Archinect has an interesting piece up titled Delirious Moscow, In Search of Lost Vanguards, drawing connections between Soviet architectural modernism, avant-garde constructivism, utopianism, and that societies fluctuating ideas concerning space exploration. Quote: “One could look at the remnants of the avant-garde projects that litter the former USSR as the detritus left by the Martians: the incomprehensible, incommensurable ruins of a strictly temporary visitation by creatures not like ourselves.” It touches on the 1972 novel Roadside Picnic which inspired the Tarkovsky film Stalker, Tatlin’s Third International Tower, and Shukhov Tower among many other things. Great stuff (via enthusiasm).

10.17. filed under: art. design. history. ideas. 1

Her name is The Humanities

There has been a lively discussion going on over at Varieties of Unreligious Experience touched off by Conrad’s post Humanism and the virtue of anxiety. My mind, degenerate and poorly oiled as it is, could not help but take a particularly delightful exchange to its ultimate conclusion (pictured above through the miracle of photoshop). Rather than catastrophically lower the level of discourse there, I thought I’d post my addition where it could do no such harm- here.

09.20. filed under: ideas. misc. play. 3

The Last Epiphany

Waiting for a light bulb to go on… it can be a drag. That’s what I did though, just sat there and waited. I couldn’t understand it. Not a flicker of warning. Not a buzz. Not even that final brilliantly bright POP you might expect before a burn out… the thing just stopped working, leaving me to sit there in the dark. I tried a few times to coax it back… a jiggle… a tap. Nothing. At one point, and I’m not proud of it, I think I might have threatened it, saying something to the effect of, “go on or I’ll smash you against the fucking wall!” (Big man me, threatening a defenseless, paper-thin, spheroid of glass!) Other than that though I pretty much just sat there, waiting. 

08.02. filed under: ideas. life. personal. 4

Quote, “Some books are ahead of their time. Some books convey a message which threatens prevailing notions, and are therefore brushed away. Some books are mixtures of profound insights and garbled speculations. Hamlet’s Mill, An Essay on Myth and the Frame of Time (1969) partakes to varying degrees in all of the above. Hamlet’s Mill began a revolution in understanding the profound sources of ancient mythology. Although it tottered on the edge of oblivion for years, it has reemerged as the fundamental inspiration for many progressive researchers who find the precession of the equinoxes lurking within ancient creation myths around the world.” - From an intro to the complete online text of Hamlet’s Mill by Giorgio de Santillana and Hertha von Dechend. (Via.)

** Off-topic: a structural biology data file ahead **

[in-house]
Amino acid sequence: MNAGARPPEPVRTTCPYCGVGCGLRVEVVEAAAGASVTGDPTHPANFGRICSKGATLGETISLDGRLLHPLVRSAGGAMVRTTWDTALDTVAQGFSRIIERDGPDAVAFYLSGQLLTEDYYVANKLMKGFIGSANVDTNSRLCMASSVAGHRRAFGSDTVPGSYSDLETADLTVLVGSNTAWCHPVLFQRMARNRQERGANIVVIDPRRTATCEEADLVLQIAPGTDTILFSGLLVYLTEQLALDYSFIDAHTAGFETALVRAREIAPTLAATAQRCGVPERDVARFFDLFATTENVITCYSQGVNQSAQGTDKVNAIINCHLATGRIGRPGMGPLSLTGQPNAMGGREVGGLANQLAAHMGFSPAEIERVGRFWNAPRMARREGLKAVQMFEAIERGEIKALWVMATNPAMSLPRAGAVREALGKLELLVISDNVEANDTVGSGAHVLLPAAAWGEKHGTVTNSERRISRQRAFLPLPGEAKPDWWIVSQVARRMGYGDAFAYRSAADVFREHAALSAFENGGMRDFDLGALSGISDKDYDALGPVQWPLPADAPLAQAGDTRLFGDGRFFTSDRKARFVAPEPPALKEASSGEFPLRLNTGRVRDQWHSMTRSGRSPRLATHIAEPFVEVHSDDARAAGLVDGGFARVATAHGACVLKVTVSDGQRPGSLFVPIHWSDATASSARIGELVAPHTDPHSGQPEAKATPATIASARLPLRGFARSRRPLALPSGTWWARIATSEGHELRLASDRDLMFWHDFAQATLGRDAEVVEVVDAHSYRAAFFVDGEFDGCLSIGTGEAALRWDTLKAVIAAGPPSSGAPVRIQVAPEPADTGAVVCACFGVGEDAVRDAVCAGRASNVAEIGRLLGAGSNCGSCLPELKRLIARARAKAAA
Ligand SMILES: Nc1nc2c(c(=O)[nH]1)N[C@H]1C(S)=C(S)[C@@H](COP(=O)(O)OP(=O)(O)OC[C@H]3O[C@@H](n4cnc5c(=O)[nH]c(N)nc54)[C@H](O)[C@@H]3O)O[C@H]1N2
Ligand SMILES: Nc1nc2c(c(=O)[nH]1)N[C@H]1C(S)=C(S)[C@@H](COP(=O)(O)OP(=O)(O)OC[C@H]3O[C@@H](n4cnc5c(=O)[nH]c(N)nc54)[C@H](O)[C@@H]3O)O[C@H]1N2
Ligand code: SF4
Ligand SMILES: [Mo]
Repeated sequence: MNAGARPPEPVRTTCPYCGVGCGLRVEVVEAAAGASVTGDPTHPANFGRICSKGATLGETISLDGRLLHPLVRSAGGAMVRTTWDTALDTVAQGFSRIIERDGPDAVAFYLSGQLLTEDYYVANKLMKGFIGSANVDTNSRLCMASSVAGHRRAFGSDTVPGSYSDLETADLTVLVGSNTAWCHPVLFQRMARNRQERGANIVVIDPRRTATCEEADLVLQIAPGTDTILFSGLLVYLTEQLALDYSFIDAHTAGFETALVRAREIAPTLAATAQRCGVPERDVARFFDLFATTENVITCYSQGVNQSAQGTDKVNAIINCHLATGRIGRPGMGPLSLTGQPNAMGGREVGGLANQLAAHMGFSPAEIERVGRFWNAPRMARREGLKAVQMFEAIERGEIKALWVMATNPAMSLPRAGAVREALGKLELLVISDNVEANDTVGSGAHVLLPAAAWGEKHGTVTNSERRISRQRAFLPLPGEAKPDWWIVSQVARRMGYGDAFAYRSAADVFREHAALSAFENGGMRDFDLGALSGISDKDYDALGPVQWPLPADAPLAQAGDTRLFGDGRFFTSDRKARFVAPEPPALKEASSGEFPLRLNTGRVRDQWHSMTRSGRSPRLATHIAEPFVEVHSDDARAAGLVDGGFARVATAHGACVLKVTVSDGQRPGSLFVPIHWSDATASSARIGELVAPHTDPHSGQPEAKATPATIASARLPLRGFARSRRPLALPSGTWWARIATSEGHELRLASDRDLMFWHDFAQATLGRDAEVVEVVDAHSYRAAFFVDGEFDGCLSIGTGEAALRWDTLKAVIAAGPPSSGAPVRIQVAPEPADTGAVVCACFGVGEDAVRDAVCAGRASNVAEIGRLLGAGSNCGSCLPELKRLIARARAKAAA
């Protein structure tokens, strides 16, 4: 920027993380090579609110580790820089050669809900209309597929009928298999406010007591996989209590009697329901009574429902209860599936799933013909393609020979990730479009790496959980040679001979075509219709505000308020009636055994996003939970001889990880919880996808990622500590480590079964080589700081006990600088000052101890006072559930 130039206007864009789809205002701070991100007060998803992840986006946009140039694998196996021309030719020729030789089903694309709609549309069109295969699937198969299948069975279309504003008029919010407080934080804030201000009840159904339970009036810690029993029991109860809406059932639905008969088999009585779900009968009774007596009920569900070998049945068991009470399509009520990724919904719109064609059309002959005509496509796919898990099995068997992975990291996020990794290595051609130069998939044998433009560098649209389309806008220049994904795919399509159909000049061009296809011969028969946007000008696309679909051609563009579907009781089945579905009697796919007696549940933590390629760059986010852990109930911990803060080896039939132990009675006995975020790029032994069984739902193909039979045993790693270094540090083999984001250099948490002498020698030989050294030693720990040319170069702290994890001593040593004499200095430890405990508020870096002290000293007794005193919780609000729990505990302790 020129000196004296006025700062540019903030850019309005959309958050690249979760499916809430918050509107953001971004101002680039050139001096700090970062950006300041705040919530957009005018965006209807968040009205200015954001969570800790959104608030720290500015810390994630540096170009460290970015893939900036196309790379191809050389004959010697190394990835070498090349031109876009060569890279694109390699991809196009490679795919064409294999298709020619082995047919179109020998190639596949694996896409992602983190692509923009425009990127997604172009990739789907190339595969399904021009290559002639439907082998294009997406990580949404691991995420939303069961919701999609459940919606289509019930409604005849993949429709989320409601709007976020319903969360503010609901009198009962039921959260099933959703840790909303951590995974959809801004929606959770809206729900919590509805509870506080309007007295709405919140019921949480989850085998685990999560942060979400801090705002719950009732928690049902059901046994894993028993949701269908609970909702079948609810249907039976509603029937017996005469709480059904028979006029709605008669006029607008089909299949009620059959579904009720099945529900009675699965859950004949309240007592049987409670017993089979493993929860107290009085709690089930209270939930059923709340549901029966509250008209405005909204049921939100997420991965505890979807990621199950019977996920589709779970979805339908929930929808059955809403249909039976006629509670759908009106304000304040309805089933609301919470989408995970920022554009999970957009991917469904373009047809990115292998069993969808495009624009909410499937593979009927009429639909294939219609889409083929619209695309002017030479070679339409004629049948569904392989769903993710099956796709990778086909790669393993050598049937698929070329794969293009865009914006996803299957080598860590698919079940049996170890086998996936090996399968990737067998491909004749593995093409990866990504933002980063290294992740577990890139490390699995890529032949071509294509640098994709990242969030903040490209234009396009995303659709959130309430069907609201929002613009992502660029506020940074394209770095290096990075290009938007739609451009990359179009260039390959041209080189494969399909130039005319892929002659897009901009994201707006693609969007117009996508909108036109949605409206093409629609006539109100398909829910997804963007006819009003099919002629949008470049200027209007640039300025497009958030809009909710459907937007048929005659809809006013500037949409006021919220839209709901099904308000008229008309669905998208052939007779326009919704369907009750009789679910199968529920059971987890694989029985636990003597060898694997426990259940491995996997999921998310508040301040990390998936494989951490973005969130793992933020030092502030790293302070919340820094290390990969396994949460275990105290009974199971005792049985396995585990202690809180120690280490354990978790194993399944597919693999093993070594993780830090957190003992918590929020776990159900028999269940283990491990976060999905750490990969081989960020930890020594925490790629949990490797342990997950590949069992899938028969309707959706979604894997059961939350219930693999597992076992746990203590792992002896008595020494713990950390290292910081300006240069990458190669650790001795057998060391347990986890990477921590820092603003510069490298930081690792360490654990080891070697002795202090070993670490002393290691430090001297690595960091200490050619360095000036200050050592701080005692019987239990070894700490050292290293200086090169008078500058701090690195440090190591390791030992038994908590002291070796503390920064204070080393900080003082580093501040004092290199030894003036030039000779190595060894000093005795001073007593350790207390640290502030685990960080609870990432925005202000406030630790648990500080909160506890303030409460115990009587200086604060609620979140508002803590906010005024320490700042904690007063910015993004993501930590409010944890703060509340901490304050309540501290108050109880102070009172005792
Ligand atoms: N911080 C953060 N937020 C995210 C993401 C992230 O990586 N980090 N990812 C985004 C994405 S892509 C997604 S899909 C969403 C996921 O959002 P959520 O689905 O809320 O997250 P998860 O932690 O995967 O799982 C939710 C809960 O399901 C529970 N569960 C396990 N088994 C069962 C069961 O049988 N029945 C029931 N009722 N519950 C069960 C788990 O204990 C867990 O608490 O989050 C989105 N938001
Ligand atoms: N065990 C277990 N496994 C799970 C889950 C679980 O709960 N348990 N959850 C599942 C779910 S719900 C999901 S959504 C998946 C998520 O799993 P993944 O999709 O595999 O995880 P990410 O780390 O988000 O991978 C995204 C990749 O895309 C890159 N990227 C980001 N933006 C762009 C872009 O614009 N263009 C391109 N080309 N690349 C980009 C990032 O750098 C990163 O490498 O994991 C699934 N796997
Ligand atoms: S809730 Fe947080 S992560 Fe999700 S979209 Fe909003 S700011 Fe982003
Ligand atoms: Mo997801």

Gk. hysterikos, “of the womb.”

From wikipedia: An ancient Greek myth tells of the uterus wandering throughout a woman’s body, strangling the victim as it reaches the chest and causing disease. This theory is the source of the term hysteria, which stems from the Greek word for uterus, hystera. A prominent physician from the second century, Galen, wrote that hysteria was a disease caused by sexual deprivation in particularly passionate women: hysteria was noted quite often in virgins, nuns, widows, and occasionally married women. The prescription in medieval and renaissance medicine was intercourse if married, marriage if single, or massage by a midwife as a last recourse. It was a popular diagnosis in the Victorian era for a wide array of symptoms and treatment came in the form of a “pelvic massage” — manual stimulation of the woman’s genitals by the doctor to “hysterical paroxysm”, which is now recognized as orgasm.

Links: Female hysteria, Why Only Women Get Hysterical, In the History of Gynecology, a Surprising Chapter, Freud, Charcot and hysteria: lost in the labyrinth, Hysteria’s Notorious History, Medical texts and other fictions, The wandering wombUnbalanced Drive ShaftHistory of the vibrator, For pleasure, Come again?, Nerves and Narratives, The Wandering Libido and the Hysterical Body, and finally…

12.09. filed under: history. humanity. ideas. 12

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